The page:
Concerns grow over Kimberley alcohol ban
Western Australia’s Commissioner of Police, Chris Dawson, has submitted plans to restrict the sale of some types of alcohol by bottleshops in the Kimberley region, which are now being considered by the Director of Liquor Licensing.
Dawson told WA Radio station 6PR earlier this month that he has submitted the proposal and that they were now being put out for consultation.
“I put a submission [to the Director of Liquor Licensing] in May of last year and that is consistent with my role as Police Commissioner,” Dawson said.
“The result of that is yet to be determined because the Director of Liquor Licensing has a role under his act to go through the process of community consultation and that is where that is presently at, in that consultation phase.
“There are lots of interested parties, but the application is based on what I consider is a proper application and that is, is it about excessive community harms, and that is what our application is about.”
The Liquor Stores Association Western Australia (LSAWA) has written to Dawson expressing concerns regarding some of the reported levels of alcohol related harm in the region.
LSAWA CEO, Peter Peck said to the Commissioner: “I am asking you to provide a time suitable to meet and discuss this issue further, so we can work with WA Police to try to come up with some workable and tangible solutions and contingencies.”
An alternative being looked at by both the LSAWA and Australian Hotels Association WA is a Banned Drinkers Register (BDR), with the LSA and AHA trial is scheduled to begin early this year, and that there was a two-year timeframe for further discussions of a potential state-wide rollout on its success.
LSA WA President Lou Spagnolo told National Liquor News: “On BDR we are rolling out the hardware to the Pilbara this quarter. We are confident it will have a significant impact on the targeted people. Moving forward it is hoped the BDR will reduce the need for blanket restrictions. We anticipate the implementation of a BDR will eliminate any prospect of a Minimum Unit Pricing across Western Australia.”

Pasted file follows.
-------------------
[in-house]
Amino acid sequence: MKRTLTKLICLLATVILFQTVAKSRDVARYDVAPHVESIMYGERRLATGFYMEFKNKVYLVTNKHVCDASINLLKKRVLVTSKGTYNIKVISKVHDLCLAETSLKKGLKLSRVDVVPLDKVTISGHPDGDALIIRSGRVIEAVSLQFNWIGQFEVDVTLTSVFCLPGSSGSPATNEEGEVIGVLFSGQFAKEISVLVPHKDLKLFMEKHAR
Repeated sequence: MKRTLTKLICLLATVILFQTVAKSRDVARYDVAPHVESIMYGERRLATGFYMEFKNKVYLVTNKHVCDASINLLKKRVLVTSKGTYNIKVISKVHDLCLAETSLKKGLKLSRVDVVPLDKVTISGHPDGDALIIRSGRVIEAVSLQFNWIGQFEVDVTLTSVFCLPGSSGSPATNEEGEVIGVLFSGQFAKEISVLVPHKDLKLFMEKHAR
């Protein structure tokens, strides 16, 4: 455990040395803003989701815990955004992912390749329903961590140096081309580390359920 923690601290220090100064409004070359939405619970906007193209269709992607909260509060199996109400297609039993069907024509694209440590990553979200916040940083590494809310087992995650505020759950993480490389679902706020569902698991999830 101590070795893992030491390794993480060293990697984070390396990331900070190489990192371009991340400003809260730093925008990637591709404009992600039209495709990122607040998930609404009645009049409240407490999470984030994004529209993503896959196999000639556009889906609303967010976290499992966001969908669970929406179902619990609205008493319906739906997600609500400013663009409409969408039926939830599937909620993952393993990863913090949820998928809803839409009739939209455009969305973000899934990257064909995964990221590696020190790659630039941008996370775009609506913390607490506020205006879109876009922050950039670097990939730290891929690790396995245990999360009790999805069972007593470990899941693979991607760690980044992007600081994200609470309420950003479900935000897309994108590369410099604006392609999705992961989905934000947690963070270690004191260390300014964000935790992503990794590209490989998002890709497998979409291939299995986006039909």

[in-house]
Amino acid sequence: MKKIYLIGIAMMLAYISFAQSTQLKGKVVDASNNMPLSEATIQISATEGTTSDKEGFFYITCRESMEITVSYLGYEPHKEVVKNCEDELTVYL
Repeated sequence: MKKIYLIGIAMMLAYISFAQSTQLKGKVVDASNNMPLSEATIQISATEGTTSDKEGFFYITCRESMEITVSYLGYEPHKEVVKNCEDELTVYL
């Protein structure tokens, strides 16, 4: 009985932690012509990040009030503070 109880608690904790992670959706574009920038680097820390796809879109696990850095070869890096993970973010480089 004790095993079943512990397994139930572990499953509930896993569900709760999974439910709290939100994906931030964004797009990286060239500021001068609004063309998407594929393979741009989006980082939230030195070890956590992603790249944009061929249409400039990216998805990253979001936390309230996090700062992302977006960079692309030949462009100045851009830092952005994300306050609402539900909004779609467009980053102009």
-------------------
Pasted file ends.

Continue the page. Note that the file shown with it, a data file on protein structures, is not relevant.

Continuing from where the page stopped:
The WA State Government told the ABC it understands this is a “challenging issue” and issues like sly grogging are also a concern.
Regional Development Minister Alannah MacTiernan told ABC: “We do understand the complexity of this. But at the same time we are mindful that tourism is a very big part of the economy of the Kimberley, so whatever steps are taken need to be compatible with a thriving tourism industry.
“Whatever we do, it’s got be done in a sufficiently smart way, so that it doesn’t drive a massive trade in sly grog, big social problems, and the organised crime problems that can come with that.”
LSA WA’s Peck continued: “Moves like these by police are always of great concern. It’s a well-known fact that blanket restrictions do not work and in fact can harm a local economy which is the last thing small communities need right now.
“As each day goes by, we are approached by more and more regional community leaders on the tangible benefits of a BDR. As an industry all we want is a fair go for all stakeholders: mums and dads, business owners and other service providers who work and live in these communities.
“Industry associations like the LSA WA and AHA WA have been on the front foot for the past decade championing projects like the BDR trying to bring about a balanced approach towards liquor regulations. The last thing anyone wants to see is a repeat of the Northern Territory approach with an oversized sledgehammer.”